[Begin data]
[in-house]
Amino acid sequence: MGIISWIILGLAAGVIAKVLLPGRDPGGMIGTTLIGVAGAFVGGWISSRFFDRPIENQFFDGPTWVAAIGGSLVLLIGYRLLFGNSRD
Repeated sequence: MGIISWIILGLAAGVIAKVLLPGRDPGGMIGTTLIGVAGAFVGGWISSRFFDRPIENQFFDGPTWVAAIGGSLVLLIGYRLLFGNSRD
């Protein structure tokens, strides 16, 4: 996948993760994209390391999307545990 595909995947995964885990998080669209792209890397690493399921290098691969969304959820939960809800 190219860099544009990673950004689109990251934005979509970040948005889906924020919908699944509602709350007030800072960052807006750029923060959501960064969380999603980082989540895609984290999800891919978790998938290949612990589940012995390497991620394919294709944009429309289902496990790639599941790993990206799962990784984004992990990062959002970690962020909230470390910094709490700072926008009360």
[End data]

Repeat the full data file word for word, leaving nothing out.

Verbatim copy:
[in-house]
Amino acid sequence: MGIISWIILGLAAGVIAKVLLPGRDPGGMIGTTLIGVAGAFVGGWISSRFFDRPIENQFFDGPTWVAAIGGSLVLLIGYRLLFGNSRD
Repeated sequence: MGIISWIILGLAAGVIAKVLLPGRDPGGMIGTTLIGVAGAFVGGWISSRFFDRPIENQFFDGPTWVAAIGGSLVLLIGYRLLFGNSRD
């Protein structure tokens, strides 16, 4: 996948993760994209390391999307545990 595909995947995964885990998080669209792209890397690493399921290098691969969304959820939960809800 190219860099544009990673950004689109990251934005979509970040948005889906924020919908699944509602709350007030800072960052807006750029923060959501960064969380999603980082989540895609984290999800891919978790998938290949612990589940012995390497991620394919294709944009429309289902496990790639599941790993990206799962990784984004992990990062959002970690962020909230470390910094709490700072926008009360």